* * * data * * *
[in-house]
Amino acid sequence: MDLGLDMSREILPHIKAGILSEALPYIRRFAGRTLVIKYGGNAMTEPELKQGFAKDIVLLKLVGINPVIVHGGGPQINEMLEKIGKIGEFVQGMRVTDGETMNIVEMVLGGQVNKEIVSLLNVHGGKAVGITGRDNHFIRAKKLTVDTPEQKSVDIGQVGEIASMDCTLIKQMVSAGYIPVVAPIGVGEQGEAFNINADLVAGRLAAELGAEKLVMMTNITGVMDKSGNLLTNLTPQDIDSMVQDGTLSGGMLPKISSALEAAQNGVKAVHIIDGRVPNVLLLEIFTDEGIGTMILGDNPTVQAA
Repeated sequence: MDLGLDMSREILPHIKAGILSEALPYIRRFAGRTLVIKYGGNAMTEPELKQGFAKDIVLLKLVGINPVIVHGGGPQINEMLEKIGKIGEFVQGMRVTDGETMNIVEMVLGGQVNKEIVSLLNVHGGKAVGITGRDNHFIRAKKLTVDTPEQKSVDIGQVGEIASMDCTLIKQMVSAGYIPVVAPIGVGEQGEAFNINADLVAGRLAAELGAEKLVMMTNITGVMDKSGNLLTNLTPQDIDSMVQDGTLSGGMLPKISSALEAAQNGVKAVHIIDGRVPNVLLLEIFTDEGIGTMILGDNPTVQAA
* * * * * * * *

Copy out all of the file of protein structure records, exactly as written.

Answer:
[in-house]
Amino acid sequence: MDLGLDMSREILPHIKAGILSEALPYIRRFAGRTLVIKYGGNAMTEPELKQGFAKDIVLLKLVGINPVIVHGGGPQINEMLEKIGKIGEFVQGMRVTDGETMNIVEMVLGGQVNKEIVSLLNVHGGKAVGITGRDNHFIRAKKLTVDTPEQKSVDIGQVGEIASMDCTLIKQMVSAGYIPVVAPIGVGEQGEAFNINADLVAGRLAAELGAEKLVMMTNITGVMDKSGNLLTNLTPQDIDSMVQDGTLSGGMLPKISSALEAAQNGVKAVHIIDGRVPNVLLLEIFTDEGIGTMILGDNPTVQAA
Repeated sequence: MDLGLDMSREILPHIKAGILSEALPYIRRFAGRTLVIKYGGNAMTEPELKQGFAKDIVLLKLVGINPVIVHGGGPQINEMLEKIGKIGEFVQGMRVTDGETMNIVEMVLGGQVNKEIVSLLNVHGGKAVGITGRDNHFIRAKKLTVDTPEQKSVDIGQVGEIASMDCTLIKQMVSAGYIPVVAPIGVGEQGEAFNINADLVAGRLAAELGAEKLVMMTNITGVMDKSGNLLTNLTPQDIDSMVQDGTLSGGMLPKISSALEAAQNGVKAVHIIDGRVPNVLLLEIFTDEGIGTMILGDNPTVQAA